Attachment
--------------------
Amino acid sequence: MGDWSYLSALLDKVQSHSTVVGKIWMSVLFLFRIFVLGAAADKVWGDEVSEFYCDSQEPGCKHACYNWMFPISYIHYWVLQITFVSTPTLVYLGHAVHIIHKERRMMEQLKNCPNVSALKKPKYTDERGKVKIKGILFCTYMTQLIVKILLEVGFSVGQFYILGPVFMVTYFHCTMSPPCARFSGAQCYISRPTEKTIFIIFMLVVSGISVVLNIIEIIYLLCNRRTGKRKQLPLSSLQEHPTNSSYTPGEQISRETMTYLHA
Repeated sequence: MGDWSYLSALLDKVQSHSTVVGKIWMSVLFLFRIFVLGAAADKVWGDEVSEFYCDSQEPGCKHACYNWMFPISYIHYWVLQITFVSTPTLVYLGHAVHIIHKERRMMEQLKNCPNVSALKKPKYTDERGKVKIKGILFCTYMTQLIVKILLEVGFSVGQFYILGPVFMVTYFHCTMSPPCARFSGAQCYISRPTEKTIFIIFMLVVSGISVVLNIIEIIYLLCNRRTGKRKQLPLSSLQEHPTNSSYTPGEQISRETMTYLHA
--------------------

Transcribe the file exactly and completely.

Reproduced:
Amino acid sequence: MGDWSYLSALLDKVQSHSTVVGKIWMSVLFLFRIFVLGAAADKVWGDEVSEFYCDSQEPGCKHACYNWMFPISYIHYWVLQITFVSTPTLVYLGHAVHIIHKERRMMEQLKNCPNVSALKKPKYTDERGKVKIKGILFCTYMTQLIVKILLEVGFSVGQFYILGPVFMVTYFHCTMSPPCARFSGAQCYISRPTEKTIFIIFMLVVSGISVVLNIIEIIYLLCNRRTGKRKQLPLSSLQEHPTNSSYTPGEQISRETMTYLHA
Repeated sequence: MGDWSYLSALLDKVQSHSTVVGKIWMSVLFLFRIFVLGAAADKVWGDEVSEFYCDSQEPGCKHACYNWMFPISYIHYWVLQITFVSTPTLVYLGHAVHIIHKERRMMEQLKNCPNVSALKKPKYTDERGKVKIKGILFCTYMTQLIVKILLEVGFSVGQFYILGPVFMVTYFHCTMSPPCARFSGAQCYISRPTEKTIFIIFMLVVSGISVVLNIIEIIYLLCNRRTGKRKQLPLSSLQEHPTNSSYTPGEQISRETMTYLHA